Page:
Rather than expanding urban growth boundaries outward, or creating 50-acre urban centers in remote areas, communities should rely on the ever-expanding global marketplace for greater opportunities for e-commerce, service and telecommuting. These new opportunities do not require expensive infrastructure and could be parlayed with classic Old West cities without breaking the urban growth boundary. Consider, for example, Softstar Shoes, which recently opened its headquarters and manufacturing operations in downtown Philomath in a former roller skating rink.
Second, the current system is not an impossible obstacle to providing land use approval to resource-based industry (potato processing plants, wood products processing and the like) that is either allowed outright or as a conditional use permit under current law. For other industrial or employment uses, approval can be gained through an exception to existing land use rules. The exceptions process is justifiably rigorous, because it requires a landowner who buys this cheaper land, the development of which would trigger significant infrastructure extension costs, to justify why existing urban lands cannot accommodate the proposed use or why an existing urban growth boundary cannot be extended. Moreover, an exception requires the landowner to respond to the inconvenient questions of infrastructure, of the need for the use, why it must be located on the particular land and an analysis as to why alternative or adaptive reuse of buildings and other amenities is not feasible in cities such as Pendleton, La Grande or Baker. The fact that these alternatives might negate the viability of an unserved rural island is no reason to pass Senate Bill 2.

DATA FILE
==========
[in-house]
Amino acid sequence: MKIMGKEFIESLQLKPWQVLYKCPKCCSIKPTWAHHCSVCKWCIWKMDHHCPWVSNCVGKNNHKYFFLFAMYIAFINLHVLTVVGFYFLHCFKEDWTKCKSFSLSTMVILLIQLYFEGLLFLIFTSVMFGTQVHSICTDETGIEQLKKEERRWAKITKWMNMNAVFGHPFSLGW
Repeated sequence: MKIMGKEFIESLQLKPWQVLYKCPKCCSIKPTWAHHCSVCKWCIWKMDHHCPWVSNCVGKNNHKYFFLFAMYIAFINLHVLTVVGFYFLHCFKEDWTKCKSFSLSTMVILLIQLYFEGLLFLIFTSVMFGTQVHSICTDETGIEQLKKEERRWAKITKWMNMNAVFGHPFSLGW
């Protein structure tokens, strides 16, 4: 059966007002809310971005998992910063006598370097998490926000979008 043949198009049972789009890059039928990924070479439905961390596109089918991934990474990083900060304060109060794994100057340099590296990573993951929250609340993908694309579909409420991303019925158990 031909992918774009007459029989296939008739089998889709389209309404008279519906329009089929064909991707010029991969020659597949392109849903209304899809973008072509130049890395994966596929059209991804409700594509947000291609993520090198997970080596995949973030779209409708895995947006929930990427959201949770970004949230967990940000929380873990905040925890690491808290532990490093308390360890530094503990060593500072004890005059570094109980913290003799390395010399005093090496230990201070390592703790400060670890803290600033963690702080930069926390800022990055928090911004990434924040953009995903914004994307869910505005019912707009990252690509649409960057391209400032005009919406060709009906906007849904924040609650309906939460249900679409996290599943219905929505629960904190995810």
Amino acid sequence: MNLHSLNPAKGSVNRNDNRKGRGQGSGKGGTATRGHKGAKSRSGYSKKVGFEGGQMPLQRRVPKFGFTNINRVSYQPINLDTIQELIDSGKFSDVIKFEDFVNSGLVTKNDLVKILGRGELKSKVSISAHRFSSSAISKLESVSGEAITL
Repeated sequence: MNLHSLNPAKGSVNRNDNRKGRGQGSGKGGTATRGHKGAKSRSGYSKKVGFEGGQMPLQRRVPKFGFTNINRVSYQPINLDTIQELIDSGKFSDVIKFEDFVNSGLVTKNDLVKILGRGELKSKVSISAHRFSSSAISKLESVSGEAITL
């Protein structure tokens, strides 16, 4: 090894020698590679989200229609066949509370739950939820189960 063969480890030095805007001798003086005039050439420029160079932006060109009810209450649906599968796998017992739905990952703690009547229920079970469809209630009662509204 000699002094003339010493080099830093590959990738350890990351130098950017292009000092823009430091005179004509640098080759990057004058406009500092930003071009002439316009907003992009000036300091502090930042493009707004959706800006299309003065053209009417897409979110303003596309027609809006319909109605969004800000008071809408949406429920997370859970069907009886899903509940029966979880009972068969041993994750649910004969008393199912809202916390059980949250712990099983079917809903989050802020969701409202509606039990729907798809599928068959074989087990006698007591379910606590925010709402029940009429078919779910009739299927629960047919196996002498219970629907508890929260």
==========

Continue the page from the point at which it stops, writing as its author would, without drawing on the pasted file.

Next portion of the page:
Finally, throwing a sop to solve an issue looking for a problem for political reasons won’t address the fundamental trend in human migration to cities and away from rural areas or stop the relentless chorus asserting that the state’s land use system is harmful to the economy of the region. Eastern Oregon has seen its fortunes decline for many reasons – its perceived remoteness, the switch away from a relatively job-laden resource base in timber and agriculture for economic or environmental reasons, the attraction of larger cities and suburbs with more job opportunities, and the greater ability of cities to finance necessary improvements. The only way to get that back is by revitalizing cities and not by burdening them further by demanding that they serve new urban islands or by competing with them for prime industrial development.
There will always be complaints that the system isn’t working; however, those complainants have not shown that the current land use system is the reason. Critics will always want that one extra sweetener, and when that doesn’t work out, they’ll insist that salvation is now just over the next hill.
Edward Sullivan is a retired practitioner of land use and municipal law with more than 45 years of experience. Contact him at email@example.com.
Carrie Richter is an attorney specializing in land use and municipal law at Bateman Seidel. Contact her at 503-972-9903 or firstname.lastname@example.org.